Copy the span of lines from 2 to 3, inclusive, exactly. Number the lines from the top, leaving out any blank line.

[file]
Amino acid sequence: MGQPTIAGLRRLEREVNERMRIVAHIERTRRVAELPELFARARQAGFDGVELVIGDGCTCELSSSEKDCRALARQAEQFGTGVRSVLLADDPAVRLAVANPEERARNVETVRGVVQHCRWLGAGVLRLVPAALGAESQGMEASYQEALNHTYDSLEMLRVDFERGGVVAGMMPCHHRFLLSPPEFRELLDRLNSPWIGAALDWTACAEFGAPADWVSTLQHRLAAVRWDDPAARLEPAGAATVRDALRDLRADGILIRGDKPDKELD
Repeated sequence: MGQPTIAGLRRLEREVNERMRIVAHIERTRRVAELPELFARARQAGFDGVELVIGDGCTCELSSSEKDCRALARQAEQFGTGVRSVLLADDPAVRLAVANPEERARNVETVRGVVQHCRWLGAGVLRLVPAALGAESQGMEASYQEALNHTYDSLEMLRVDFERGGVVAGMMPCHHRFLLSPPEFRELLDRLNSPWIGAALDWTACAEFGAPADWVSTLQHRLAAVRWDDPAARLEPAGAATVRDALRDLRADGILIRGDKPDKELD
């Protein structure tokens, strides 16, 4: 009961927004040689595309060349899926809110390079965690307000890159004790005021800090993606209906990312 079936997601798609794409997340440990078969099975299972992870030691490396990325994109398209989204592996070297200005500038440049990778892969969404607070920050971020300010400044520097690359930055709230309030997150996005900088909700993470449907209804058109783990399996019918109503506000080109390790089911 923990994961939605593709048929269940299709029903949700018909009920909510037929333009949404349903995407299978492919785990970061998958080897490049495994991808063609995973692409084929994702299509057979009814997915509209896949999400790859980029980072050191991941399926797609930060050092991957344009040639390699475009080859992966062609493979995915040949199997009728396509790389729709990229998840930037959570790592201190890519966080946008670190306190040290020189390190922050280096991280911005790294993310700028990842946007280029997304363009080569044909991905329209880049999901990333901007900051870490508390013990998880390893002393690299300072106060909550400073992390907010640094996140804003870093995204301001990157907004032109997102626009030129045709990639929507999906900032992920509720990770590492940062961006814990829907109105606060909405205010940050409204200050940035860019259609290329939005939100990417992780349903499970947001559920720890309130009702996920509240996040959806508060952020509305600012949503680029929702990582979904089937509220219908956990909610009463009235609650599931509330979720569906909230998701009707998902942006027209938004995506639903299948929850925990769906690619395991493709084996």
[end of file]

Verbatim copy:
Repeated sequence: MGQPTIAGLRRLEREVNERMRIVAHIERTRRVAELPELFARARQAGFDGVELVIGDGCTCELSSSEKDCRALARQAEQFGTGVRSVLLADDPAVRLAVANPEERARNVETVRGVVQHCRWLGAGVLRLVPAALGAESQGMEASYQEALNHTYDSLEMLRVDFERGGVVAGMMPCHHRFLLSPPEFRELLDRLNSPWIGAALDWTACAEFGAPADWVSTLQHRLAAVRWDDPAARLEPAGAATVRDALRDLRADGILIRGDKPDKELD
């Protein structure tokens, strides 16, 4: 009961927004040689595309060349899926809110390079965690307000890159004790005021800090993606209906990312 079936997601798609794409997340440990078969099975299972992870030691490396990325994109398209989204592996070297200005500038440049990778892969969404607070920050971020300010400044520097690359930055709230309030997150996005900088909700993470449907209804058109783990399996019918109503506000080109390790089911 923990994961939605593709048929269940299709029903949700018909009920909510037929333009949404349903995407299978492919785990970061998958080897490049495994991808063609995973692409084929994702299509057979009814997915509209896949999400790859980029980072050191991941399926797609930060050092991957344009040639390699475009080859992966062609493979995915040949199997009728396509790389729709990229998840930037959570790592201190890519966080946008670190306190040290020189390190922050280096991280911005790294993310700028990842946007280029997304363009080569044909991905329209880049999901990333901007900051870490508390013990998880390893002393690299300072106060909550400073992390907010640094996140804003870093995204301001990157907004032109997102626009030129045709990639929507999906900032992920509720990770590492940062961006814990829907109105606060909405205010940050409204200050940035860019259609290329939005939100990417992780349903499970947001559920720890309130009702996920509240996040959806508060952020509305600012949503680029929702990582979904089937509220219908956990909610009463009235609650599931509330979720569906909230998701009707998902942006027209938004995506639903299948929850925990769906690619395991493709084996």